One approach to address limitations of staff availability and to ensure standardization of HIV pre-test information is through the use of a patient educational video in lieu of an in-person discussion. Videos have been recommended or used as an adjunct to pre-test information or as substitutes for in-person discussion for standard (as opposed to rapid) HIV testing [4–8]. However, there have been few studies evaluating their effectiveness in providing this information, particularly as compared to an in-person discussion. Calderon, et al. created a video for standard HIV testing at the Jacobi ED in New York in response to a lack of HIV counselors after normal business hours . Using a questionnaire developed by the authors, they observed that patients watching the video demonstrated greater knowledge (a 7% higher mean score) about standard HIV testing than those receiving information from an HIV test counselor. To our knowledge, there have been no studies in any setting evaluating the utility of a rapid HIV educational video as a substitute for in-person discussions about rapid HIV testing.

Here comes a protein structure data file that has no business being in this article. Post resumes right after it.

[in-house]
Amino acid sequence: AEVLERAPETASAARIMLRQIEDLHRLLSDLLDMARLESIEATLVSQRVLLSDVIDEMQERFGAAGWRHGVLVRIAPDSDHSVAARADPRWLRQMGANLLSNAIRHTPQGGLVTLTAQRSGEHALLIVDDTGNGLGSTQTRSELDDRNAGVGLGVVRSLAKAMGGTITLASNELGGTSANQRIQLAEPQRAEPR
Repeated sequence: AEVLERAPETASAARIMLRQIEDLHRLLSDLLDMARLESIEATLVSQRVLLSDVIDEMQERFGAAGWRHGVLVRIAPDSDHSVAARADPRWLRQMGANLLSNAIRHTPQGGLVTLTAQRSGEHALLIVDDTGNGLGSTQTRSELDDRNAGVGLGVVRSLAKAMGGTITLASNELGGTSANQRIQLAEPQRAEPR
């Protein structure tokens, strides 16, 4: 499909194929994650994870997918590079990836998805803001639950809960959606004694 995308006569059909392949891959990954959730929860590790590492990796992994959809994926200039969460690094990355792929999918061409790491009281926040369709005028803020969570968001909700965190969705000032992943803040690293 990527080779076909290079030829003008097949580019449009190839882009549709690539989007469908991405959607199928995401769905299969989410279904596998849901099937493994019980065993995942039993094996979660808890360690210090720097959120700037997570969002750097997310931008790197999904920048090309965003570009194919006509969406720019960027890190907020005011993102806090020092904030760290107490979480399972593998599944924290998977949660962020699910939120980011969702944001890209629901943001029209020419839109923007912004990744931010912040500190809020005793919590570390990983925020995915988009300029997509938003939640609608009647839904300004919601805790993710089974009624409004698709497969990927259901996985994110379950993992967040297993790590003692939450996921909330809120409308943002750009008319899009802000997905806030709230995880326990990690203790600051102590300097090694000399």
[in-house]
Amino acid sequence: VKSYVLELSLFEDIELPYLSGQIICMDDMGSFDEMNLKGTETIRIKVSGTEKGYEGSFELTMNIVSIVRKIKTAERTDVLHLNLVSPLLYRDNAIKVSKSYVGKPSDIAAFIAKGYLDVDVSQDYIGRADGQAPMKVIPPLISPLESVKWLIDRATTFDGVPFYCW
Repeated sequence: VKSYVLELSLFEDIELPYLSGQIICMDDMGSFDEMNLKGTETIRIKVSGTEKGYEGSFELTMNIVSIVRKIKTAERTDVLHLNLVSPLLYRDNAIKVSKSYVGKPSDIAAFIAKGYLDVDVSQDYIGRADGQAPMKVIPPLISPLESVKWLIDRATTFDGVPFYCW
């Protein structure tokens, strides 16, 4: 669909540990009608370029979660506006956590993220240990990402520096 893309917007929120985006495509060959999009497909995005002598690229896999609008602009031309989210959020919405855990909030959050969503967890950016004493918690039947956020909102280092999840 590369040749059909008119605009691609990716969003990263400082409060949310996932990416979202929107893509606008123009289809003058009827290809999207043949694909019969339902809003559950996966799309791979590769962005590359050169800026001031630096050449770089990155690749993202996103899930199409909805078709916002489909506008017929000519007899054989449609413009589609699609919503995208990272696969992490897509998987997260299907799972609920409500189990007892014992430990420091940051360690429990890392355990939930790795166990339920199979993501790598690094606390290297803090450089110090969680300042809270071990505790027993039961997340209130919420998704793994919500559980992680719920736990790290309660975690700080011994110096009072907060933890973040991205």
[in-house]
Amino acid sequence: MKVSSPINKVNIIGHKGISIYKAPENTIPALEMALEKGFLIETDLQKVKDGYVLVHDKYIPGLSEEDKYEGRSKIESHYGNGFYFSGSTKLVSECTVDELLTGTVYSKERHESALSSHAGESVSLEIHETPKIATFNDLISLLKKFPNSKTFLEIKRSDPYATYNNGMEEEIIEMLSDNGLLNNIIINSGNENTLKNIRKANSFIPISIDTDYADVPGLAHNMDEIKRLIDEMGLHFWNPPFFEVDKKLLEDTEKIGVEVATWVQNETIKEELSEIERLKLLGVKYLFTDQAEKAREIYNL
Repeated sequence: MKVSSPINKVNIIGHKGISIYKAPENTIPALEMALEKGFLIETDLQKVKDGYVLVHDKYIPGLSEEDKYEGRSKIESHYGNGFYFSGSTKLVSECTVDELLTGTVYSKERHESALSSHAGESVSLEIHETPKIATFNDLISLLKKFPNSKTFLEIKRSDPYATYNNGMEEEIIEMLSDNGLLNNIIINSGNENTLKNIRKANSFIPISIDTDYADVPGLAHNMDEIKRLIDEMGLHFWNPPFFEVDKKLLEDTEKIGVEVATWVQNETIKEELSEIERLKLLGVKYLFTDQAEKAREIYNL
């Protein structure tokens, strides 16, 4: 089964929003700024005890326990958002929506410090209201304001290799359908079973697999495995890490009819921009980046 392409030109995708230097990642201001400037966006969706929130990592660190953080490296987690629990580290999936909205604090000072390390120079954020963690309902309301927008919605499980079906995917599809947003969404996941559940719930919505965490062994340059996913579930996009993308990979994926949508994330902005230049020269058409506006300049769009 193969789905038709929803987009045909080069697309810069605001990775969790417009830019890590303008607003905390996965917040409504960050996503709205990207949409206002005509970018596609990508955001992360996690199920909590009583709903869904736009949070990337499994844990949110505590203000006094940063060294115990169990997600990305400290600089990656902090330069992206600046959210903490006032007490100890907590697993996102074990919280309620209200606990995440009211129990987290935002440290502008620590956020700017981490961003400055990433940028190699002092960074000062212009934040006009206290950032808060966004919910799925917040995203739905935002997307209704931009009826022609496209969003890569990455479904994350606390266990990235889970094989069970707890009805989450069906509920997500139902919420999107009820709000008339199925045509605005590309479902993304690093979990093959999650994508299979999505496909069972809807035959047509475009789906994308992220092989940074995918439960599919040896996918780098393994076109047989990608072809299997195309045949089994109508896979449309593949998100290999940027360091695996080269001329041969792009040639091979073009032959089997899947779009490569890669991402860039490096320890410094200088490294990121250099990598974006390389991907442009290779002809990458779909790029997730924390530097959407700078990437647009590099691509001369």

Prior to the release of the new CDC HIV testing guidelines, we conducted two randomized controlled trials comparing different methods of delivering rapid HIV pre-test information to adult ED patients. We assessed patient comprehension of rapid HIV pre-test information using a questionnaire. In Trial One, we compared patient comprehension using this questionnaire among patients randomized to receive no pre-test information to those randomized to receive an in-person discussion about rapid HIV testing from an HIV test counselor. In Trial Two, we compared a separate group of patients who were randomized to an in-person discussion to those randomized to receive HIV pre-test information from the educational video, "Do you know about rapid HIV testing?" The video and the in-person discussion contained the same CDC-recommended elements on pre-test HIV information as well as the same information specific to rapid HIV testing with OraQuick®. The goal of this pilot study was to evaluate these methods of pre-test information delivery prior to the conduct of a larger randomized controlled trial that included performing rapid HIV testing.